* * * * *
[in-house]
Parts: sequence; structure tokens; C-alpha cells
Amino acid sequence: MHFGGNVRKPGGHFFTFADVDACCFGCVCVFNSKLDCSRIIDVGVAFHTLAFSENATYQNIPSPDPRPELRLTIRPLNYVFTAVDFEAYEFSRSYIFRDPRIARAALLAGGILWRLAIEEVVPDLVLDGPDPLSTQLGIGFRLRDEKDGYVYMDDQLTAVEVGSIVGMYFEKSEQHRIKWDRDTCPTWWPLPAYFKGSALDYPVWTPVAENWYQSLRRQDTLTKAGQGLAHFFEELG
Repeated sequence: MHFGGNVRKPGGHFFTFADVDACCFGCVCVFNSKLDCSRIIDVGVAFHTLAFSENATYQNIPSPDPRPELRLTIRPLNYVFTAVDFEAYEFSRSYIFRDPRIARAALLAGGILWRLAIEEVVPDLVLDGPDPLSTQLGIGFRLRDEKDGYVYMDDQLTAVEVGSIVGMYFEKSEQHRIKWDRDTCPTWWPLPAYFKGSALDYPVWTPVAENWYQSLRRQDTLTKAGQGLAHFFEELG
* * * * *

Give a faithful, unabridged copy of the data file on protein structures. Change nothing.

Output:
[in-house]
Parts: sequence; structure tokens; C-alpha cells
Amino acid sequence: MHFGGNVRKPGGHFFTFADVDACCFGCVCVFNSKLDCSRIIDVGVAFHTLAFSENATYQNIPSPDPRPELRLTIRPLNYVFTAVDFEAYEFSRSYIFRDPRIARAALLAGGILWRLAIEEVVPDLVLDGPDPLSTQLGIGFRLRDEKDGYVYMDDQLTAVEVGSIVGMYFEKSEQHRIKWDRDTCPTWWPLPAYFKGSALDYPVWTPVAENWYQSLRRQDTLTKAGQGLAHFFEELG
Repeated sequence: MHFGGNVRKPGGHFFTFADVDACCFGCVCVFNSKLDCSRIIDVGVAFHTLAFSENATYQNIPSPDPRPELRLTIRPLNYVFTAVDFEAYEFSRSYIFRDPRIARAALLAGGILWRLAIEEVVPDLVLDGPDPLSTQLGIGFRLRDEKDGYVYMDDQLTAVEVGSIVGMYFEKSEQHRIKWDRDTCPTWWPLPAYFKGSALDYPVWTPVAENWYQSLRRQDTLTKAGQGLAHFFEELG